A term used when speaking about supplementation that is causing some confusion is "Pulsing." Have you heard this term and aren't quite sure what it means? When I think of the word "pulse" I think of blood throbbing through my veins and the rhythm my heart beats on.
First Let's Define What It Means to Supplement
Supplementation is used to "top off" nutrients you already receive daily from eating. It is also a tool to aid the body in regaining balance which can be offset due to poor food quality and lack of essential vitamins and minerals.
Examples of nutrients you might find in supplements, that are essential to a human body's optimal function are:
Supplementing is one way you can help your body get specific nutrients it might be lacking. It can be a supportive addition to your busy life but is most beneficial when done intermittently(1).
It should not be an everyday occurrence, except under certain circumstances. Once your system is full of that specific nutrient and performing at optimal levels, then the supplementation should pause, or "pulse."
Keep in mind that what the body needs more of today might be different than what is needed tomorrow.
So What Is Pulsing and How Does It Work?
Pulsing by definition is the regular throbbing of the arteries, created by successive contractions of the heart or the rhythmic recurrence of strokes, vibrations, or undulations(2).
Think of it like waves rolling into the shore exhibiting a rising and falling motion.
Pulsing supplementation is like that, undulating the nutrients through your system. Just like the heart speeds up or slows down during times of excitement or relaxation, so should your supplementation regimen.
Pulsing means taking a vitamin when you notice deficiencies or if you feel a benefit from it.
If you feel great, or nutrient sufficient, you may not need to take that supplement on that particular day. Listen to your body and the signs it gives you.
If a supplement has been working wonders and you start to feel better, well then, perfect!
You hit your nutrient-sufficient level and you should pulse: Stop taking it until you notice signs of being deficient.
Everyone is different so the amount one person takes could be different than what the next person needs. Again, listen to your body and its symptoms.
When You're Not Feeling Well
If you are feeling low, tired or uncommonly bad, that may be a sign that you are deficient in a nutrient needed to live life at your optimal best. That is when taking the recommended dosage is key.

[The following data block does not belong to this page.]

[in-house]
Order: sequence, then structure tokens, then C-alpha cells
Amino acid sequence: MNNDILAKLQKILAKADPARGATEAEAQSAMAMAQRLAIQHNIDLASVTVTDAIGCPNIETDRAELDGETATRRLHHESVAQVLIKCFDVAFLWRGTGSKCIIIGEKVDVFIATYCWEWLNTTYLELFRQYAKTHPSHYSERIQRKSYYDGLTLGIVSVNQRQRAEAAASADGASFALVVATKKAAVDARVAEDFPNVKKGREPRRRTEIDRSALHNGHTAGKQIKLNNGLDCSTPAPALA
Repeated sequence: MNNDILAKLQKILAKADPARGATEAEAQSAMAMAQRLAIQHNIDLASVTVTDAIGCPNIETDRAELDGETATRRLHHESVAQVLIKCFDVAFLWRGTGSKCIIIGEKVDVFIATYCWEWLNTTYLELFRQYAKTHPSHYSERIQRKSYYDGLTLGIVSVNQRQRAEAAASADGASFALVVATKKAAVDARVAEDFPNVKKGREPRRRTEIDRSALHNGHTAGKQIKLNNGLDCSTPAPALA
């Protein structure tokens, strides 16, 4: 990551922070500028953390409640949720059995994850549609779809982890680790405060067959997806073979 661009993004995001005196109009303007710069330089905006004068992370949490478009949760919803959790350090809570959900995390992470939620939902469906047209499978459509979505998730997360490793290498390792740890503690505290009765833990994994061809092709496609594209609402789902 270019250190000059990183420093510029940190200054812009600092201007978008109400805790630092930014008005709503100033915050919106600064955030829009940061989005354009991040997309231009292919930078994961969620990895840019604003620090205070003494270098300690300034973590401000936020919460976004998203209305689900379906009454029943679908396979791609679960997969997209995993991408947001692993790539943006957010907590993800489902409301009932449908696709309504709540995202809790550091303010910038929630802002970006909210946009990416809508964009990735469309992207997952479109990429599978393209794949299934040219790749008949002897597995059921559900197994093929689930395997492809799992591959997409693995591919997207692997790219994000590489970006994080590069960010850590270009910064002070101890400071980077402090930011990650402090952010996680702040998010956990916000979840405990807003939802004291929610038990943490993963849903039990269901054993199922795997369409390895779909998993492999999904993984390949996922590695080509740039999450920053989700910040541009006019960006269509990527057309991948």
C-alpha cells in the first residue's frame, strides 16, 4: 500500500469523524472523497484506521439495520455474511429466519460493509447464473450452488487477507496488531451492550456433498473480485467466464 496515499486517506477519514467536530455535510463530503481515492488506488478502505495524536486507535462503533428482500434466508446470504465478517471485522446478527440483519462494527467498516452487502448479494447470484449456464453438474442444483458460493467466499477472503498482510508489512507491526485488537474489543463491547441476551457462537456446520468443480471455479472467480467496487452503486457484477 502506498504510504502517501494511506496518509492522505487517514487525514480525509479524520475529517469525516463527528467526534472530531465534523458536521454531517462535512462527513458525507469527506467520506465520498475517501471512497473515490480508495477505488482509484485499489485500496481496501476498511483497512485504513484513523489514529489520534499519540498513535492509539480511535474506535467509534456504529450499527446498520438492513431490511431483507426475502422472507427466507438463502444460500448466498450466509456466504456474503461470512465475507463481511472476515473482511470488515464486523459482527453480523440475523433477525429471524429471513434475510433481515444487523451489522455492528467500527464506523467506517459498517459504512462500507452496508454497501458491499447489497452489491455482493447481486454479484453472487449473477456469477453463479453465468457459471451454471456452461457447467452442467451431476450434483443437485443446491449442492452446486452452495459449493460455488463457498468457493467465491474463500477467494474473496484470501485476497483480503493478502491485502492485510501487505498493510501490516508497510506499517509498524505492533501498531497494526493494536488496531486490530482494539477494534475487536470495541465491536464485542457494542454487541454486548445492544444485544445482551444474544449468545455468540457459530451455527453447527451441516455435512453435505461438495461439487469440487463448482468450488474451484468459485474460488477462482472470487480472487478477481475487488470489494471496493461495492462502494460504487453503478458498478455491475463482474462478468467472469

Hopefully taking the vitamin brings you up to the height of the graph, pictured below.
Once at the height of the graph, then it's time to reduce dosage or pause (pulse) on taking that certain supplement.
Supplemental pulsing means just that, stopping or starting the action of taking a supplement or vitamin.
When You Feel Great!
It is best to supplement when you notice the first hint of a symptom.
That would be the time to resume your supplementation regimen and to pulse it back on!
In the case of supplementing, it is possible to over-stimulate your system and shock it into a reaction you might not like, or trigger your body to stop producing that nutrient on it's own.
That is a sign of when you would want to pulse, or reduce, the amount of the nutrient you are taking.
The best practice is to observe your body's reactions, pay attention to the early signs your body exhibits, and react appropriately.
You are the one in control of your health, listen to your body.
Learn what is best for you and your loved ones. It is all part of the journey toward a healthy life!
This article is not intended as a substitute or replacement for the advice of a healthcare professional. Consult your healthcare professional prior to starting, stopping or making changes to your healthcare regimen.
(1) Rosner, Bryan, Julie Byers, and Michael Huckleberry. The top 10 Lyme disease treatments: defeat Lyme disease with the best of conventional and alternative medicine. South Lake Tahoe, CA: BioMed Pub. Group, 2007. Https://books.google.com/books?id=J4TFtQeHkQAC. 2007. Web. 23 Mar. 2017.